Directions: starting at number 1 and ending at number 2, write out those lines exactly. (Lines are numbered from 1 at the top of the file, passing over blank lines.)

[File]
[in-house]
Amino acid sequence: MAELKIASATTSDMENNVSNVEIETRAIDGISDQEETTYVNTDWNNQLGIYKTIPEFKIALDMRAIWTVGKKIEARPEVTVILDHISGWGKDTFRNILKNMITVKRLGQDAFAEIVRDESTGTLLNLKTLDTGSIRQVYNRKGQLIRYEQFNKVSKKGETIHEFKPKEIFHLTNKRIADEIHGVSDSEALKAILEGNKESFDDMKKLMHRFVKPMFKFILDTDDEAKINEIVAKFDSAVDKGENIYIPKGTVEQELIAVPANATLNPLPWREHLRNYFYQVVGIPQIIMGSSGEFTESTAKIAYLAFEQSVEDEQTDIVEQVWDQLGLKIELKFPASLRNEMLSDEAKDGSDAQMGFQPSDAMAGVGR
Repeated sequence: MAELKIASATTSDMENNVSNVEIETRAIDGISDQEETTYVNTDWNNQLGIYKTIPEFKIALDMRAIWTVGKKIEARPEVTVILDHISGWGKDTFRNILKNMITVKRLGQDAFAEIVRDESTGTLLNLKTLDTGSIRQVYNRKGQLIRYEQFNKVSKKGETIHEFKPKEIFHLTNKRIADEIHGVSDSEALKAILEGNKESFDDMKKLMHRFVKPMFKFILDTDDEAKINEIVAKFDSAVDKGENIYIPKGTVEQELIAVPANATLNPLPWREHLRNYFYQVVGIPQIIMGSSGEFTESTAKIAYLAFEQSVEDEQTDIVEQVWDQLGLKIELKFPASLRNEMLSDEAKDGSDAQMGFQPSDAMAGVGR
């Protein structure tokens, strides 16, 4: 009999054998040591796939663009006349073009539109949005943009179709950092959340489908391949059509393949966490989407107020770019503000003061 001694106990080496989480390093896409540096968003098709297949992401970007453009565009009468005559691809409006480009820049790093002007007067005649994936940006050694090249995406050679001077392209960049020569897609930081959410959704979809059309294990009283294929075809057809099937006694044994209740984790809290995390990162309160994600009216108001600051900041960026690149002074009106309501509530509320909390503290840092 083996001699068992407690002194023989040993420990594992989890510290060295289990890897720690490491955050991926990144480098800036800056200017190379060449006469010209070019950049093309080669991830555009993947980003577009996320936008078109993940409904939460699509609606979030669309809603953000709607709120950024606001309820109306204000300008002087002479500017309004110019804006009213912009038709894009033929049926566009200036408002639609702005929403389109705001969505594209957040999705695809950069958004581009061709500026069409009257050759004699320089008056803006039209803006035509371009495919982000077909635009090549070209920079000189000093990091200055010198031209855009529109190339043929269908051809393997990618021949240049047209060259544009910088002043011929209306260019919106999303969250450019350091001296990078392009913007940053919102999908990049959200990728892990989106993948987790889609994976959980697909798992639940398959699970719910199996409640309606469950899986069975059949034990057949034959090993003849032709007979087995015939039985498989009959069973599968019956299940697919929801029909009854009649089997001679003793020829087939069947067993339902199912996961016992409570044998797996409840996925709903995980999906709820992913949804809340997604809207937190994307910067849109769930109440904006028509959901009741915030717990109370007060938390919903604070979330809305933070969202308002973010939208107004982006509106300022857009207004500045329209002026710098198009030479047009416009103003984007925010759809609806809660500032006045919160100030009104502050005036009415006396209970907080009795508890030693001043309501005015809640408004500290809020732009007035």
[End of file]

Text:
[in-house]
Amino acid sequence: MAELKIASATTSDMENNVSNVEIETRAIDGISDQEETTYVNTDWNNQLGIYKTIPEFKIALDMRAIWTVGKKIEARPEVTVILDHISGWGKDTFRNILKNMITVKRLGQDAFAEIVRDESTGTLLNLKTLDTGSIRQVYNRKGQLIRYEQFNKVSKKGETIHEFKPKEIFHLTNKRIADEIHGVSDSEALKAILEGNKESFDDMKKLMHRFVKPMFKFILDTDDEAKINEIVAKFDSAVDKGENIYIPKGTVEQELIAVPANATLNPLPWREHLRNYFYQVVGIPQIIMGSSGEFTESTAKIAYLAFEQSVEDEQTDIVEQVWDQLGLKIELKFPASLRNEMLSDEAKDGSDAQMGFQPSDAMAGVGR